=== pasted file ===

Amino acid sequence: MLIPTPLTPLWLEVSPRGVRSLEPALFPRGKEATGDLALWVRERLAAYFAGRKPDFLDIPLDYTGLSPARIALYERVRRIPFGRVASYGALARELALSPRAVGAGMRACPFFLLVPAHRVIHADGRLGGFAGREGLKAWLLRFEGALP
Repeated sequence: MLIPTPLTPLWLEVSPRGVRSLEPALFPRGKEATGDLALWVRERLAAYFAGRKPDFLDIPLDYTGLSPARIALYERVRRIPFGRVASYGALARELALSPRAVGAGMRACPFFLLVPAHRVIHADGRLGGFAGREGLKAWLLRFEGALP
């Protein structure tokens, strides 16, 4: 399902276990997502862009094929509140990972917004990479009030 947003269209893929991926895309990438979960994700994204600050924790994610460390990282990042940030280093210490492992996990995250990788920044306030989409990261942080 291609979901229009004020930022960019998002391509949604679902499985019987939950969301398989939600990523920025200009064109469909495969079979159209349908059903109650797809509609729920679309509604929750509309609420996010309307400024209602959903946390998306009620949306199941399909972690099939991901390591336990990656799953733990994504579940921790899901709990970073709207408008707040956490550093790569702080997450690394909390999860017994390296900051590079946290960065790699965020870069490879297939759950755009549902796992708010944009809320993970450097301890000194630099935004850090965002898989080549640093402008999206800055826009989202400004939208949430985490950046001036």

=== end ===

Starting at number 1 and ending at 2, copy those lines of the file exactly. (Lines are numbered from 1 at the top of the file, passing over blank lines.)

Amino acid sequence: MLIPTPLTPLWLEVSPRGVRSLEPALFPRGKEATGDLALWVRERLAAYFAGRKPDFLDIPLDYTGLSPARIALYERVRRIPFGRVASYGALARELALSPRAVGAGMRACPFFLLVPAHRVIHADGRLGGFAGREGLKAWLLRFEGALP
Repeated sequence: MLIPTPLTPLWLEVSPRGVRSLEPALFPRGKEATGDLALWVRERLAAYFAGRKPDFLDIPLDYTGLSPARIALYERVRRIPFGRVASYGALARELALSPRAVGAGMRACPFFLLVPAHRVIHADGRLGGFAGREGLKAWLLRFEGALP